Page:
Power Quality Management

Where do these transient voltages occur?

Transient voltages split between the utility side and the consumer side.

  1. The utility side can comprise up to 20% of all transient voltages. The 20% is broken into two categories: lightning with 15% and miscellaneous with 5%. Miscellaneous is defined as tree limbs touching power lines, vehicle/pole accidents, animals such as squirrels, raccoons, or birds becoming part of the circuit, and/or a system grid switching.
  2. The consumer side can comprise 80% of transient voltage generation. A motor that cycles on and off automatically such as refrigerators, furnaces, air conditioners, washing machines, and dryers generate disruptions. Motors that you turn on and off such as garbage disposals or vacuum cleaners can generate these interruptions. The home-shop attached to the residential service panel that makes use of drills, saws, lathes, welders, and other shop equipment can create additional fluctuations on the residential electric circuits.
What can I do about transient voltages?

Power quality management products address all your connected electronic equipment.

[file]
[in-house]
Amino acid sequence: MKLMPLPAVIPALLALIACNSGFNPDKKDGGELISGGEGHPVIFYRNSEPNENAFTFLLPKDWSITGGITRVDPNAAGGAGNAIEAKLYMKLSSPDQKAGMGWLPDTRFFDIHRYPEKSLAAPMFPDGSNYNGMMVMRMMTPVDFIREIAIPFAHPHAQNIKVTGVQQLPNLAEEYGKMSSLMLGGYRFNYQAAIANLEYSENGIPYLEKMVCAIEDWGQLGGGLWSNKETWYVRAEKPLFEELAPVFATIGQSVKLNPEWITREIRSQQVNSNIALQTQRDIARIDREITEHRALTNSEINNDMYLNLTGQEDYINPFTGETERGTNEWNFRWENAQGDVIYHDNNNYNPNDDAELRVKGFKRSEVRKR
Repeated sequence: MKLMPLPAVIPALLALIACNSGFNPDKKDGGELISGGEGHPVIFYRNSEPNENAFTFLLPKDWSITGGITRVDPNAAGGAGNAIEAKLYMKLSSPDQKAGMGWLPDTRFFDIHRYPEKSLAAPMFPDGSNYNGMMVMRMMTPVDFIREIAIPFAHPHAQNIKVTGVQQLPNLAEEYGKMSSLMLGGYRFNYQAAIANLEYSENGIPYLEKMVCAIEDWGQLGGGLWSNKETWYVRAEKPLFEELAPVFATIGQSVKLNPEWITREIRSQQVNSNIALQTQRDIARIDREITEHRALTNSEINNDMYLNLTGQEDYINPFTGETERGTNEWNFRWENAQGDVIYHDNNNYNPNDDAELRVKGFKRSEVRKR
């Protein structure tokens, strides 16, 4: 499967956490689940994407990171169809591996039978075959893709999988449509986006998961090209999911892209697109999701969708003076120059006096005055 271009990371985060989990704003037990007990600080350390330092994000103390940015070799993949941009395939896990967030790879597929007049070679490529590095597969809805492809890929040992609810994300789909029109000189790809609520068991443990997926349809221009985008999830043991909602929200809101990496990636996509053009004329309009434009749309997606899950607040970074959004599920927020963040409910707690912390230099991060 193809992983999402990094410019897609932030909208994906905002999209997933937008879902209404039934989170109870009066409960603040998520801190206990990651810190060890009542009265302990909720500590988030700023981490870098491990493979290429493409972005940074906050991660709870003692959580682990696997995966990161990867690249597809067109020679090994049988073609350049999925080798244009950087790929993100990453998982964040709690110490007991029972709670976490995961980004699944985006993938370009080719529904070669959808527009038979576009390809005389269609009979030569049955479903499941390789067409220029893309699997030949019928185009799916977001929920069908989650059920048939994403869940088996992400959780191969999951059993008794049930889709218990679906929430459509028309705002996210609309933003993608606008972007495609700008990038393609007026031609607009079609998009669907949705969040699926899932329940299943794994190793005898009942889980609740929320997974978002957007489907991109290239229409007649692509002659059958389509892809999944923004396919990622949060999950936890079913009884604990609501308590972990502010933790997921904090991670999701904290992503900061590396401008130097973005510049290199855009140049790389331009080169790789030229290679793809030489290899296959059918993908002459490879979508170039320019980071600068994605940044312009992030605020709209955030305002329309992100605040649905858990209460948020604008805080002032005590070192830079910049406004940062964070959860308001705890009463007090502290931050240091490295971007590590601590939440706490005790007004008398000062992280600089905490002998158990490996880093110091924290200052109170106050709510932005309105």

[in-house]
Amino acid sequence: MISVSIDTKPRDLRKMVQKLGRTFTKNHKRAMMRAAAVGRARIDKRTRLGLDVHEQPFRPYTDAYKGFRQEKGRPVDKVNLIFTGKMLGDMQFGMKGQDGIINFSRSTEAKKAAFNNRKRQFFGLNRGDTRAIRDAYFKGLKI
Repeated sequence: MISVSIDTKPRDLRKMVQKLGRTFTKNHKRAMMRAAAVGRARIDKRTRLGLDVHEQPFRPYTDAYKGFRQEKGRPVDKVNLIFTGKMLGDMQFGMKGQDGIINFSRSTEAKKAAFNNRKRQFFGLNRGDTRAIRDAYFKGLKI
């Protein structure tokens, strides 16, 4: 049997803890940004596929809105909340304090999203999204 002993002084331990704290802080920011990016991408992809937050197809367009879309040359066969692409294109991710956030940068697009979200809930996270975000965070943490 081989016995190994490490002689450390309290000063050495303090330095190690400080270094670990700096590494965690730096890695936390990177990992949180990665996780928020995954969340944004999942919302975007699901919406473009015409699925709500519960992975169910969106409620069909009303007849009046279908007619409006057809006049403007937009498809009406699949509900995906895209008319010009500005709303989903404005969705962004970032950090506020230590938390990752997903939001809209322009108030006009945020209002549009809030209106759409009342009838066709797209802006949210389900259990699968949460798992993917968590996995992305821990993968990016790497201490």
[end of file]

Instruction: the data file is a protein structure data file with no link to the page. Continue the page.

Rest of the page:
The first line of defense begins with a meter base surge device. This protects the house electrical entrance and provides "Whole House" protection for connected white appliances. White appliances are defined as:

  • Washers
  • Dryers
  • Furnaces
  • Air conditioners
  • Electric water heaters
  • Garbage disposals
  • Ranges
  • Ovens
  • Cooktops
  • Refrigerators
  • Freezers
  • Built-in dishwashers
  • Built-in microwaves

Peripheral equipment, which are covered with plug-in modules and power strips, is defined as:

  • TVs
  • VCRs
  • DSS satellite dishes
  • Stereos
  • Computers
  • Printers
  • Faxes
  • Cordless phones
  • Answering machines
  • Portable microwaves
  • Portable dishwashers
  • Garage door openers
  • Programmable coffee pots
  • Programmable sewing machines